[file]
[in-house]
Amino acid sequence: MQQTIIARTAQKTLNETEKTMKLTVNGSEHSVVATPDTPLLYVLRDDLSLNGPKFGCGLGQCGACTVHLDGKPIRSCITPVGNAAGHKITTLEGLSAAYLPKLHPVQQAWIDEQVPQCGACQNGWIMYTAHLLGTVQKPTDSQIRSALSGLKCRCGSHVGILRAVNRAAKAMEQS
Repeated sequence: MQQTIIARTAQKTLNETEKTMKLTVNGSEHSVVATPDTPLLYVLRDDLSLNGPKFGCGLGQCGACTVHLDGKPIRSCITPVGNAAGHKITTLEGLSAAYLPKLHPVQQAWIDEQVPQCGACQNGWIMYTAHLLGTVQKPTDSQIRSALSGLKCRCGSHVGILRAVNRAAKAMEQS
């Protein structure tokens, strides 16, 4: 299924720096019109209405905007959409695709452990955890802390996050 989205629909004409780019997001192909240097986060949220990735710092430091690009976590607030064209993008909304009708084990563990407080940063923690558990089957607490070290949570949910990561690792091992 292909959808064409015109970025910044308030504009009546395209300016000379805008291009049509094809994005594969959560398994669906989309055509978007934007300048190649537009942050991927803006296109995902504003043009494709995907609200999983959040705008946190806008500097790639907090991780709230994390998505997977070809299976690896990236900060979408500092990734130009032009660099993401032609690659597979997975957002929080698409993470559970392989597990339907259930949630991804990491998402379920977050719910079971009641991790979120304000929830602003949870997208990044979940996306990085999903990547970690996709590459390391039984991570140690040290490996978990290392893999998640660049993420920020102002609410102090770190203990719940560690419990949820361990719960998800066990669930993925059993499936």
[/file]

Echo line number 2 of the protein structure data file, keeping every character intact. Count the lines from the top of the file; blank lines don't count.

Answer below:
Amino acid sequence: MQQTIIARTAQKTLNETEKTMKLTVNGSEHSVVATPDTPLLYVLRDDLSLNGPKFGCGLGQCGACTVHLDGKPIRSCITPVGNAAGHKITTLEGLSAAYLPKLHPVQQAWIDEQVPQCGACQNGWIMYTAHLLGTVQKPTDSQIRSALSGLKCRCGSHVGILRAVNRAAKAMEQS